Nonmedical Exemptions for Vaccines Endanger Public, AMA Says

Marcia Frellick

June 09, 2015

CHICAGO — American Medical Association (AMA) delegates voted to support legislation banning nonmedical exceptions for immunizations, arguing that they jeopardize public health.

"This is an emerging public health crisis," said Charles Barone, MD, a delegate speaking for the American Academy of Pediatrics (AAP). "The AAP and AMA need to be firm in our opposition to nonmedical immunization waivers."

Pediatricians are hearing from families with children who have immune deficiencies or who are being treated for childhood cancer, "demanding to know if their children are at risk of being exposed to dangerous vaccine-preventable diseases in their daycares, schools, public places, and physician waiting rooms," he told Medscape Medical News.

The June 8 vote here at the AMA 2015 Annual Meeting was fueled in part by the measles outbreak in December 2014 that started in a California theme park and spread to several states. Most of those affected were not immunized.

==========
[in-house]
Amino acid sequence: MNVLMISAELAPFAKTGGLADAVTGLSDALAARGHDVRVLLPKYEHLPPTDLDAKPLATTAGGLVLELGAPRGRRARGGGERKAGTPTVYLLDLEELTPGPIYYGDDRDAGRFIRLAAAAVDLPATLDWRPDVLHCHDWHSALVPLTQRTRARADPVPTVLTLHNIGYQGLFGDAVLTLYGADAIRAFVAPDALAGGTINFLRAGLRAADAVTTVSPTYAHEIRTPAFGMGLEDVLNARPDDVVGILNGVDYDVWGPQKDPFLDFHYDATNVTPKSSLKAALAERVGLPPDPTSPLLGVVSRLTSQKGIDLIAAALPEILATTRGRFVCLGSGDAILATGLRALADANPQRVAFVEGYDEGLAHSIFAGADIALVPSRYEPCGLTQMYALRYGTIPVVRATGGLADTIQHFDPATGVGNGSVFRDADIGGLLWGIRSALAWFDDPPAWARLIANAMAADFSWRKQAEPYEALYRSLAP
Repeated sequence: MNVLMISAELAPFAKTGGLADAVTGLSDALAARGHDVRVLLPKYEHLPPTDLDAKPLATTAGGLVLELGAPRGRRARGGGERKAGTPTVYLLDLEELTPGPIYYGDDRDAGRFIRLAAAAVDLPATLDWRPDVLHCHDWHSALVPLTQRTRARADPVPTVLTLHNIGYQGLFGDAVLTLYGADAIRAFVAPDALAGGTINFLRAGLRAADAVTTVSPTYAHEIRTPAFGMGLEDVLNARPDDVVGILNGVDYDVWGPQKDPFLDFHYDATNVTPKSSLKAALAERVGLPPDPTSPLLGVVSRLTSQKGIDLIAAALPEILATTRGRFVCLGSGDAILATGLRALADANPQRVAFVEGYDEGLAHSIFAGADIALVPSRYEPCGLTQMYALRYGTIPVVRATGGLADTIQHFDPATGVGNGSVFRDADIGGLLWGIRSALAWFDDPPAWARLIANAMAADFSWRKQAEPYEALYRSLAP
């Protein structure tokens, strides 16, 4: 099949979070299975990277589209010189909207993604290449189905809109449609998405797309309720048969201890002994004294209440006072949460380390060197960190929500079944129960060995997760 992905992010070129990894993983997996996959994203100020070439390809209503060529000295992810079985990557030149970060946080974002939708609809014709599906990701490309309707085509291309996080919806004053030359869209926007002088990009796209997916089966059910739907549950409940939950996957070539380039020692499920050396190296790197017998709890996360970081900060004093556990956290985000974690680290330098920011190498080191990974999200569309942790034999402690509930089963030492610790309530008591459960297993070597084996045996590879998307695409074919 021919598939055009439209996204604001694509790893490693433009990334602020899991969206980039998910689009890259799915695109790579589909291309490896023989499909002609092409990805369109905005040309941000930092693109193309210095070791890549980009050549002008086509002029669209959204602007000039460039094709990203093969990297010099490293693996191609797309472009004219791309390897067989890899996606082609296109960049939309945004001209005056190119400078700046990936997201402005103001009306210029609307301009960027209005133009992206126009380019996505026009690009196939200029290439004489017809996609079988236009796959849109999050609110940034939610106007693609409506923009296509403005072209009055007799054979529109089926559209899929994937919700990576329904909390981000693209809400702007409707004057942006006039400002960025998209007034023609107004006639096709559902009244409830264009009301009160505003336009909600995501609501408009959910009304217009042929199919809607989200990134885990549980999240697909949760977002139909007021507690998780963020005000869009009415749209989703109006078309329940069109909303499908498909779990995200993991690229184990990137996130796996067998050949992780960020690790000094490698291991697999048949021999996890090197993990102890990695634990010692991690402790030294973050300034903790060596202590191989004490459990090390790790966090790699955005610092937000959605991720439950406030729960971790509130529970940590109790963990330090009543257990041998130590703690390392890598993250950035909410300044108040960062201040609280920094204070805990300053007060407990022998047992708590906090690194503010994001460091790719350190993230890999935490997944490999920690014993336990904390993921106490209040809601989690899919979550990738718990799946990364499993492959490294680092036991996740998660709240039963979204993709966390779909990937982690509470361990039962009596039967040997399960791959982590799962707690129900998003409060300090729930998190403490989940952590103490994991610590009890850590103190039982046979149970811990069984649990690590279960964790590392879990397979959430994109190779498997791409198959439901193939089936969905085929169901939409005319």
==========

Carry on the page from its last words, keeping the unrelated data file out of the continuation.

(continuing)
Dave Cundiff, MD, an alternate delegate from Olympia, Washington, described the necessity for the AMA action in a prevote hearing, "It's like your decision on what speed to drive on your freeway," he said. "I'm not sure any of us want to have deeply held beliefs as an excuse for speeding."

Sandra Fryhofer, MD, speaking on behalf of the Council of Science and Public Health, pointed out that over the past 20 years, the number of school-immunization exemptions granted for philosophic or religious reasons has almost doubled.

I'm not sure any of us want to have deeply held beliefs as an excuse for speeding.

"In states that allow both, 90% were philosophic exemptions, and access to those exemptions has gotten progressively easier to obtain," she reported.

Public Health

Currently, only two states — West Virginia and Mississippi — do not allow philosophic or religious exemptions for state immunization requirements. However, legislation is pending in several other states to crack down on exemptions.

Sharon Hirsch, MD, a delegate for theAmerican Academy of Child and Adolescent Psychiatry,said she applauds the AMA vote and hopes it will help dispel myths about harm.

"There has been great disinformation spread about the harm of vaccines that is not scientifically valid," she told Medscape Medical News.

The AMA crackdown includes healthcare workers, the resolution notes. The policy states that health professionals who have direct patient care responsibilities have an obligation to accept immunization in the absence of a medical exemption.

Dr Cundiff, Dr Barone, and Dr Hirsch have disclosed no relevant financial relationships.

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